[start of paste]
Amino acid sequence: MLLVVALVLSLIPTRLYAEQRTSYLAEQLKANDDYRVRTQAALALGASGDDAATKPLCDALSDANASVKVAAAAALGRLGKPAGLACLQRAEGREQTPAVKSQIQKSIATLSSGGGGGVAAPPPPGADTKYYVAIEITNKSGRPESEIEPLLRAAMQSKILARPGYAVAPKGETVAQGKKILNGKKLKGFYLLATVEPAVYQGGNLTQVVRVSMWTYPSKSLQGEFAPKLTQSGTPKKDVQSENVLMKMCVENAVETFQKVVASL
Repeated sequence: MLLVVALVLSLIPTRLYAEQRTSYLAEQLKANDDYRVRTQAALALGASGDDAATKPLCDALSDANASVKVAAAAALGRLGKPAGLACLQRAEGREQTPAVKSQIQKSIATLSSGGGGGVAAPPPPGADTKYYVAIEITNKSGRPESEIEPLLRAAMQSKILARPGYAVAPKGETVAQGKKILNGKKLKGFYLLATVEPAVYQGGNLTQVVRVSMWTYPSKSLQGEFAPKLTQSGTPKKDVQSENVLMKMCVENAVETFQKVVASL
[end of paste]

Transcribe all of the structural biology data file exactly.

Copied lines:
Amino acid sequence: MLLVVALVLSLIPTRLYAEQRTSYLAEQLKANDDYRVRTQAALALGASGDDAATKPLCDALSDANASVKVAAAAALGRLGKPAGLACLQRAEGREQTPAVKSQIQKSIATLSSGGGGGVAAPPPPGADTKYYVAIEITNKSGRPESEIEPLLRAAMQSKILARPGYAVAPKGETVAQGKKILNGKKLKGFYLLATVEPAVYQGGNLTQVVRVSMWTYPSKSLQGEFAPKLTQSGTPKKDVQSENVLMKMCVENAVETFQKVVASL
Repeated sequence: MLLVVALVLSLIPTRLYAEQRTSYLAEQLKANDDYRVRTQAALALGASGDDAATKPLCDALSDANASVKVAAAAALGRLGKPAGLACLQRAEGREQTPAVKSQIQKSIATLSSGGGGGVAAPPPPGADTKYYVAIEITNKSGRPESEIEPLLRAAMQSKILARPGYAVAPKGETVAQGKKILNGKKLKGFYLLATVEPAVYQGGNLTQVVRVSMWTYPSKSLQGEFAPKLTQSGTPKKDVQSENVLMKMCVENAVETFQKVVASL